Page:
THE team in charge of Great Western Hospital responded to complaints about long wait times in A&E and gave an update about upcoming improvements.

FULL STORY: Calls for more staff and bigger wards at GWH as patients left waiting hours for a bed - hospital apologises

Last December, the hospital successfully bid for £30 million from the government to expand the emergency department, add an intensive rehabilitation facility and make other changes which will be designed to ease bed pressures.

This extra cash has not yet been spent but plans for new services are being made.

In terms of boosting staffing, a new national recruitment campaign was launched by NHS England earlier this year to work on getting more nurses on board.

A Great Western Hospital spokeswoman gave an overview of the situation at the hospital and discussed the significant planned changes that have been made possible by the major government grant.

She said: “We are very busy throughout the year and with winter approaching we can start to see patients with more complex conditions.

“Of the 400 people who on average attend our emergency department and urgent care centre each day, around a third need further care on a ward.

“Our biggest challenge is ensuring patients can leave hospital when they are well enough so that beds remain available for new patients and we can maintain a steady flow through the hospital.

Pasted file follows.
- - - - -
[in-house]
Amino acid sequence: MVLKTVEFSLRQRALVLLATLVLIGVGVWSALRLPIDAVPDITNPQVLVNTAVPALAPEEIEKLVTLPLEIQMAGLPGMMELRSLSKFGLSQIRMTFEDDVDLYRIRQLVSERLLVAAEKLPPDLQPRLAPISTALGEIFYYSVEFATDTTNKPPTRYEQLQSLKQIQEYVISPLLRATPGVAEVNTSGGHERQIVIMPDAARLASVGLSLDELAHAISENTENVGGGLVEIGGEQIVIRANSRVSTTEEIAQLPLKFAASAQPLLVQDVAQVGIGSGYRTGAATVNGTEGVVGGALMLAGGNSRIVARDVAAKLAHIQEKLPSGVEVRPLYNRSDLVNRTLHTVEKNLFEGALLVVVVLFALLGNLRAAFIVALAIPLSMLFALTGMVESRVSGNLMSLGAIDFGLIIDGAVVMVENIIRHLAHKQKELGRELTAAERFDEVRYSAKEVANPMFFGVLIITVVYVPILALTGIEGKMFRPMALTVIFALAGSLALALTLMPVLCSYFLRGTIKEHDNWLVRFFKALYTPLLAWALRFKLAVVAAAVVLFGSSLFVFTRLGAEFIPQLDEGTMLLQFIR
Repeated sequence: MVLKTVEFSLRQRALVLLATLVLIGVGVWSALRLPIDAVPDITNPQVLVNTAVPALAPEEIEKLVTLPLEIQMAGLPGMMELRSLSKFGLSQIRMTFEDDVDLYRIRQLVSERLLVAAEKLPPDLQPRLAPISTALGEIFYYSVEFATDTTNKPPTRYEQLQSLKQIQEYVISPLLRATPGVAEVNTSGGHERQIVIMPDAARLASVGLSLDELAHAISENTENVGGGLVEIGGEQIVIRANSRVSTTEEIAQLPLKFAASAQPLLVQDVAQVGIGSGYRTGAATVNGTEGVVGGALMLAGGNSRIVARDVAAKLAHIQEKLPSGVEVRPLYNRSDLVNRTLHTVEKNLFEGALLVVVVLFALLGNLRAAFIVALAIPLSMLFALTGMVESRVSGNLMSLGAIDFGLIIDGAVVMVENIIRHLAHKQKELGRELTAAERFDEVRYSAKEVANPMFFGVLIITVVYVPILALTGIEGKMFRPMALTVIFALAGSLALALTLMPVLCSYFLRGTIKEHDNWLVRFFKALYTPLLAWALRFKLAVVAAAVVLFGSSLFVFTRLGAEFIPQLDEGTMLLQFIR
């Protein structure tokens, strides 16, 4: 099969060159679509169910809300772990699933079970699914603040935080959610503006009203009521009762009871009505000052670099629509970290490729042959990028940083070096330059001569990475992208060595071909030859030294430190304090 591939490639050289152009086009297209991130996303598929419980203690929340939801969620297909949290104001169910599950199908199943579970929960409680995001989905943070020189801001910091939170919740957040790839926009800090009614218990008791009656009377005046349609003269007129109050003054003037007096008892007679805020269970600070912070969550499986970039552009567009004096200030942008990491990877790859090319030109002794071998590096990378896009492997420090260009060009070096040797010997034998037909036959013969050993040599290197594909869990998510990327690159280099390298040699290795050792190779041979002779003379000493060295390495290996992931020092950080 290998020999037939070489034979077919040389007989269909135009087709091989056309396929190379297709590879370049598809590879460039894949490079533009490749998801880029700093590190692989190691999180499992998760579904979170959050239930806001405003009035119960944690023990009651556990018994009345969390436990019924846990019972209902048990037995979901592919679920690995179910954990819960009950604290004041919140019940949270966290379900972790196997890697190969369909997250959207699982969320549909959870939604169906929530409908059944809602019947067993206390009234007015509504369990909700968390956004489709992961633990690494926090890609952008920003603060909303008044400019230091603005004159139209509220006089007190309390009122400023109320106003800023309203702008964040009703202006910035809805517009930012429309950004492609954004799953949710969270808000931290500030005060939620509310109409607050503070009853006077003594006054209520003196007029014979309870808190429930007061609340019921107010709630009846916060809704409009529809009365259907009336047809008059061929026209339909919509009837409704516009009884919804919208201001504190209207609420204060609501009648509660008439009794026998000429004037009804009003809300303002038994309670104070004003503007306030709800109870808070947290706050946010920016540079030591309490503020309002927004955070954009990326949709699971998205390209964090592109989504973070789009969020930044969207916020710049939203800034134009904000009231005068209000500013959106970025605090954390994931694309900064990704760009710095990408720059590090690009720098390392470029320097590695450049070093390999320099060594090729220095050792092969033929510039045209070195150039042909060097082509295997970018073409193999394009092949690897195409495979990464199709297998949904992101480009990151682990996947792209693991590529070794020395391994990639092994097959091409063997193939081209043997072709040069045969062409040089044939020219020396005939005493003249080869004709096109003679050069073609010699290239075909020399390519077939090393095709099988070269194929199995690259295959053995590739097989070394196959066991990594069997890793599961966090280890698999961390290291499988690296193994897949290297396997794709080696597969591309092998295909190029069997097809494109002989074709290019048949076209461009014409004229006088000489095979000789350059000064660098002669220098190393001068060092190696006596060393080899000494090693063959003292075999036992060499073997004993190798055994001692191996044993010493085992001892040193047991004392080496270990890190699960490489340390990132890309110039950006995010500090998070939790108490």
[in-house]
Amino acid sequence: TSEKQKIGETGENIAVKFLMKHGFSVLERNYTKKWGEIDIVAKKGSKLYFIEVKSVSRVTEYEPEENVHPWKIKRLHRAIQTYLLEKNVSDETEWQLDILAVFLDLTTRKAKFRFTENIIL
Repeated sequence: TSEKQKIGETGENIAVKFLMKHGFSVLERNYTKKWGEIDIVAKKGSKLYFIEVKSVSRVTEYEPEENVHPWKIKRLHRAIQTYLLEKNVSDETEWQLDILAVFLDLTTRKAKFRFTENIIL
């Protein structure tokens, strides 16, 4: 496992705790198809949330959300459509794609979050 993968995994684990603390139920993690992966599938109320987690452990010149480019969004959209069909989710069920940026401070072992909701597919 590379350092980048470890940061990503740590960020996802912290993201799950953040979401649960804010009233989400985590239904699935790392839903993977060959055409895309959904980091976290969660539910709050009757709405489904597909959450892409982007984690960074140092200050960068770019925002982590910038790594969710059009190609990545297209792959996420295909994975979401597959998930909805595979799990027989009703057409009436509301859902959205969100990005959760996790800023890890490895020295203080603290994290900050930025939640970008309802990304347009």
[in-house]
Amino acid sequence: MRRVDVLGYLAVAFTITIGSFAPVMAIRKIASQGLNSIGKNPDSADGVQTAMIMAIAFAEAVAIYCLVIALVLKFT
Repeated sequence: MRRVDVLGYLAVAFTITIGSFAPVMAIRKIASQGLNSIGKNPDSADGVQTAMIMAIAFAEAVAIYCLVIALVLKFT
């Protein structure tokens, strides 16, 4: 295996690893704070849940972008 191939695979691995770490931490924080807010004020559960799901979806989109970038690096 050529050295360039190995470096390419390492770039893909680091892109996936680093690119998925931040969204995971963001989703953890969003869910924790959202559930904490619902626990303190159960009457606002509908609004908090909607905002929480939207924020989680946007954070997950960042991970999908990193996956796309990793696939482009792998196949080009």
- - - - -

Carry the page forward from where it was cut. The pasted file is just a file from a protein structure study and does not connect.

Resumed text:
“This is reliant on the local health and care system working together, so that arrangements for further care can be made early on.

“Families, friends and carers can help by being involved in discussions about future care, being available to collect the patient and arranging help around the home.

“We were successful in a bid for £30 million of national funding which will contribute towards expanding our emergency department and urgent care service, alongside an intensive rehabilitation facility and other services to help meet the needs of the growing and ageing local population.

“This is a huge and complex programme of work and we are currently in the early stages of planning what these services will look like.”

Hospital chiefs have long complained that they need more beds.

Last summer, then-strategy director Kevin McNamara told the Adver that the hospital estimated it would need an extra 60 to 80 beds by 2028.

Demand for inpatient beds will increase by around 30 per cent over the next decade as Swindon continues to expand and the population ages.